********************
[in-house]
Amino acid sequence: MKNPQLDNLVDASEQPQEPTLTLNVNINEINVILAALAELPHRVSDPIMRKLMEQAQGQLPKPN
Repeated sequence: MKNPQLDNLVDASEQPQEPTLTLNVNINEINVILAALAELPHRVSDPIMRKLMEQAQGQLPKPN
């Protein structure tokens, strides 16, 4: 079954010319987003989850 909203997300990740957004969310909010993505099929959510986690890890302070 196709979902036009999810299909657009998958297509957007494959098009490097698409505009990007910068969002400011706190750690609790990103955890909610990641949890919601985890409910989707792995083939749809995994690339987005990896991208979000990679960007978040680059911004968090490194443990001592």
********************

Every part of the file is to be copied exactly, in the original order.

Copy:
[in-house]
Amino acid sequence: MKNPQLDNLVDASEQPQEPTLTLNVNINEINVILAALAELPHRVSDPIMRKLMEQAQGQLPKPN
Repeated sequence: MKNPQLDNLVDASEQPQEPTLTLNVNINEINVILAALAELPHRVSDPIMRKLMEQAQGQLPKPN
């Protein structure tokens, strides 16, 4: 079954010319987003989850 909203997300990740957004969310909010993505099929959510986690890890302070 196709979902036009999810299909657009998958297509957007494959098009490097698409505009990007910068969002400011706190750690609790990103955890909610990641949890919601985890409910989707792995083939749809995994690339987005990896991208979000990679960007978040680059911004968090490194443990001592």